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Infernis – Chapter One

September 23, 2012

“Spirits are using me, larger voices calling.”
Jimmy Buffet

It’s the kind of thing you get used to in New York. You don’t often have the luxury of getting into a limo or your sports car and avoiding the folk who dwell here.

It was all because of the rain. Well, not all because of it, but that was the excuse.

The sixth performance of Timon of Athens at Playhouse in the Park was cut short. By rain. Sort of.

It was really little more than a steady sprinkle. New Yorkers, used to the difficulties the City can provide–nay, secretly enamored of them–stayed in their seats. Those who had checked the weather before departing home pulled out their umbrellas and were considerate enough to do so only during a large exeunt in act two.

But the star of the show, an actor best known for a sitcom he did a dozen or so years ago, was concerned about being electrocuted from being wet due to the small amount of precipitation combined with the body mic he was wearing under his costume.

Never mind that the man sweat so profusely on sunny days during rehearsal that he appeared as though he had just left the scene of hurricane landfall. He had once turned to Brian and said that he was losing weight as a result. Brian did not come back with his thought, “From where?” His agent had been happy he had been able to keep his mouth shut.

But today, His Nibs had cancelled the show before the halfway point. Though it was far from a full house, the number in the audience was still more than the cast and crew combined, the usual rule for determining a cancellation based on attendance alone. Hardly any had gotten up when it began to tinkle, just a few elderly couples from…Brian couldn’t tell exactly where but the stench of New Jersey was upon ’em.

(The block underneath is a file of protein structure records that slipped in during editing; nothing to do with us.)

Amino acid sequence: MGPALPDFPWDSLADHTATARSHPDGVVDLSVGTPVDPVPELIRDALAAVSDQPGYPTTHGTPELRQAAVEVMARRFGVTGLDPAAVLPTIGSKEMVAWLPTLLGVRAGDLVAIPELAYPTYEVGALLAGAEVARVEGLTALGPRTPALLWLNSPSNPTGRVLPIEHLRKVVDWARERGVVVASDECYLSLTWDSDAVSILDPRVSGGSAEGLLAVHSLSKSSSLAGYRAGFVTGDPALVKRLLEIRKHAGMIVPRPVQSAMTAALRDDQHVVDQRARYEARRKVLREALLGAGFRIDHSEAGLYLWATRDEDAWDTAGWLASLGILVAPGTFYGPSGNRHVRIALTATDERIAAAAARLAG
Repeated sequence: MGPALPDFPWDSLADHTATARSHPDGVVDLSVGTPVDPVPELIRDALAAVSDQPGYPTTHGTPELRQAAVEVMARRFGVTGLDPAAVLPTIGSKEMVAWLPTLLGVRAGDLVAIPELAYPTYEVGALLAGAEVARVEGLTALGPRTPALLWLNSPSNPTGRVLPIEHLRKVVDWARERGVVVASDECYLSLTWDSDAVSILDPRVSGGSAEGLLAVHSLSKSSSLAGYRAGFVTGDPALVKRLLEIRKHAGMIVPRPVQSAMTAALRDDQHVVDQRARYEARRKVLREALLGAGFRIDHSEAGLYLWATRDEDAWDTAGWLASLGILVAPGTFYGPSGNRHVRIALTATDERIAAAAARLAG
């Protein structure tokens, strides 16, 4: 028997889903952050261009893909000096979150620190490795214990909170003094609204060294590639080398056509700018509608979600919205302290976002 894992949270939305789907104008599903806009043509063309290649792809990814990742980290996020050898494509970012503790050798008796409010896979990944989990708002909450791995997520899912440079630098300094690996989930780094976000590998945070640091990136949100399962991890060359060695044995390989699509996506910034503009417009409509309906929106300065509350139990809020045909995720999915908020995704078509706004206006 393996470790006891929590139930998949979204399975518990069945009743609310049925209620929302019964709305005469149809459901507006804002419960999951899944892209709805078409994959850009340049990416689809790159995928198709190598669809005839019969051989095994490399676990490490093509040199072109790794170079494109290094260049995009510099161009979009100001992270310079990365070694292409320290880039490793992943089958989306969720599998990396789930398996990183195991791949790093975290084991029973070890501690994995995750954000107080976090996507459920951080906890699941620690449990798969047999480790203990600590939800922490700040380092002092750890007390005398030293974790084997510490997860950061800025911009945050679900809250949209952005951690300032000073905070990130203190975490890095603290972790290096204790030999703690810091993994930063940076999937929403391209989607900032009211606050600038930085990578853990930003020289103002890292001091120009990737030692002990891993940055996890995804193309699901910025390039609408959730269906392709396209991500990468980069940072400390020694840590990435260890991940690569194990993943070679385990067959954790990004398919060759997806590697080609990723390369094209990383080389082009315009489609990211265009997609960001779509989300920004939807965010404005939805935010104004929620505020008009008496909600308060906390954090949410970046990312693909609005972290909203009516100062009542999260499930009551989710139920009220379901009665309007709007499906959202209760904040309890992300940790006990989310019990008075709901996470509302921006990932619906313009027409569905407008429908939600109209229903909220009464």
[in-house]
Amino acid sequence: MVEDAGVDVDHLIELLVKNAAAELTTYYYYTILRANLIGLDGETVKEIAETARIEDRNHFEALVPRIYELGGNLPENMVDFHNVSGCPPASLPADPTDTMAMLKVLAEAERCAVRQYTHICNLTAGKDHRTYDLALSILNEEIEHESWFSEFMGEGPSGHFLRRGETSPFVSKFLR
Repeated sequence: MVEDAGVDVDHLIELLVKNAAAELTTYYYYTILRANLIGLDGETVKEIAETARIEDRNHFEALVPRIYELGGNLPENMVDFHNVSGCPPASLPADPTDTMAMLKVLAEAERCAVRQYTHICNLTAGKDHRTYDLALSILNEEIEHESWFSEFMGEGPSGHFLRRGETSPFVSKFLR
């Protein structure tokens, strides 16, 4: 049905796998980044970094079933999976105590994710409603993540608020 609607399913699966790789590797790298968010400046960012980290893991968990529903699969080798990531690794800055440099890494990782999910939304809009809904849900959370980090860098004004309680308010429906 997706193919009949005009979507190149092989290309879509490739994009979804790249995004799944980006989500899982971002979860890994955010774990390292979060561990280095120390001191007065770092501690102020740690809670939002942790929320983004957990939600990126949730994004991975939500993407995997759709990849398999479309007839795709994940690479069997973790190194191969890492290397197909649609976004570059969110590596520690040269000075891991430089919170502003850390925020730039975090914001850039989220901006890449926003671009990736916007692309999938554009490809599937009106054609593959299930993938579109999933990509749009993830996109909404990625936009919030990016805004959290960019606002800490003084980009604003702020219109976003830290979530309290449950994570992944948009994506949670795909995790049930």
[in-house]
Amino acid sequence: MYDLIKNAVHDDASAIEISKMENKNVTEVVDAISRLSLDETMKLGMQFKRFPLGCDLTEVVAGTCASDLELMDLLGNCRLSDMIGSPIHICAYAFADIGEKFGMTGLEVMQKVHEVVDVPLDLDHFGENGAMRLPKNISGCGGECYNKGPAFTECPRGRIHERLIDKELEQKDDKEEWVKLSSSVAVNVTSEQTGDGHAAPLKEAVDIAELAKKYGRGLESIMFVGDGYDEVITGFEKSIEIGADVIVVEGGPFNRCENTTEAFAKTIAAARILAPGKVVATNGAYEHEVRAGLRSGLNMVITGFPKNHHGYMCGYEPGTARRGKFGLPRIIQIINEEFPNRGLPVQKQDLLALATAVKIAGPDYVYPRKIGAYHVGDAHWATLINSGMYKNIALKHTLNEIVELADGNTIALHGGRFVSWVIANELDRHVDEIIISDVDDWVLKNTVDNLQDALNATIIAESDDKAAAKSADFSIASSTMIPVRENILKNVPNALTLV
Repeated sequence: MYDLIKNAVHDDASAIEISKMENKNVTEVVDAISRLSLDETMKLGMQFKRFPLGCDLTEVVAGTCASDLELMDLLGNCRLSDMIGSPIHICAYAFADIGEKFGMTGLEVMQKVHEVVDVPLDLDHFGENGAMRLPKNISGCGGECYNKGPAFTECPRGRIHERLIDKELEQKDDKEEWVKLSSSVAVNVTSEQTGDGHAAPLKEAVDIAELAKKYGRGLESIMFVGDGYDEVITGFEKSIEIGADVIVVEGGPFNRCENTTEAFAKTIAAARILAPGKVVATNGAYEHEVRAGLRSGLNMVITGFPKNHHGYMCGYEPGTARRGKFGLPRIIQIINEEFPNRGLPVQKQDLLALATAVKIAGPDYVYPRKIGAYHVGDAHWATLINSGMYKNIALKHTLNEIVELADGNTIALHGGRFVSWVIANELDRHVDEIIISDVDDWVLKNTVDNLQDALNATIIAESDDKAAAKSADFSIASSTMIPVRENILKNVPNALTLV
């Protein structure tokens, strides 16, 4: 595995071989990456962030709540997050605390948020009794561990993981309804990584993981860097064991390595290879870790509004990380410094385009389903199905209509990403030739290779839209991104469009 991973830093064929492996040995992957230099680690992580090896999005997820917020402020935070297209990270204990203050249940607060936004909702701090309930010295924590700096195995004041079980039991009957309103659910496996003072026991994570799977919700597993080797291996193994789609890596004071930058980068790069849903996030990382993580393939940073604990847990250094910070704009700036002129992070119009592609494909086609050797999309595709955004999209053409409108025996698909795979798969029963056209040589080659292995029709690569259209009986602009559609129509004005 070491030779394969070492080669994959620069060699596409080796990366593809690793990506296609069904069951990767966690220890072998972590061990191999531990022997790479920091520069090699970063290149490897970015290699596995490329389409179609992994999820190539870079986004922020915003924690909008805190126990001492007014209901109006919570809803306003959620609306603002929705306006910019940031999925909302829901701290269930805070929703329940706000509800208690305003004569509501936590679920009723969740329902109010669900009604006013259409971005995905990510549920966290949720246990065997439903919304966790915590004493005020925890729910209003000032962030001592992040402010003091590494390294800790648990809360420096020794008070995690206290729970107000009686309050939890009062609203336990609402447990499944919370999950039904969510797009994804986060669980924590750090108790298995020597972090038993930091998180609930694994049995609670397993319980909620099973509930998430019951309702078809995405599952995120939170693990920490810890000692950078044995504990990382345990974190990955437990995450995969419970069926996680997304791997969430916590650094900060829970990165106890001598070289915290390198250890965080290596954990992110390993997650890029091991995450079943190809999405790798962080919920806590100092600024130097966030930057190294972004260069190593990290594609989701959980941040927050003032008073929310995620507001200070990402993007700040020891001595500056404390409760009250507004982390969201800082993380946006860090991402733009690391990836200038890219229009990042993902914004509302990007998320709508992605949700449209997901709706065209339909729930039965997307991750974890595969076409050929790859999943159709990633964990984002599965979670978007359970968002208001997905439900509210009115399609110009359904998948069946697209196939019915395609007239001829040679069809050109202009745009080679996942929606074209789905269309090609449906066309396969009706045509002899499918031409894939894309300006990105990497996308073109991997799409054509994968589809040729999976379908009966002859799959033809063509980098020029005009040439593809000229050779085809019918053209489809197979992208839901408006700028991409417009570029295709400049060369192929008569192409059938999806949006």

And so, deprived of the reason he got up this morning, to say a few words of the Bard and take a bow, Brian Coswell found himself walking a few hours earlier than planned–with sunshine, of course it had stopped raining fifteen minutes after the Shakespeare in the Park management had gotten the last stragglers out of the house–on his way the subway and the long trip back Uptown. It was before he got out of the park that he was accosted by a bag lady.

Well, that description might have been pushing it. She had some of the earmarks of being a bag lady but not all. She probably had a home but lived in squalor, likely with several felines.

“You’re one of them, aren’t you?”

“Uh…”

So many options to choose from. Actor? Waiter? Rush fan? (The band, decidedly not the radio personality.) Resident of Washington Heights?

She was looking for cans in the corner trash bin–of which there were fewer since 9/11. If making NYC look dirtier by making it harder to discard rubbish was an Al Qaeda goal, mission accomplished.

Brian decided not to take his ruined performance frustrations out on this poor soul and instead offered her the change in his pocket. She eyed it carefully before putting it away within the folds of her multilayered clothing.

“You’re still one of them. I can tell. You don’t fool Minnie.”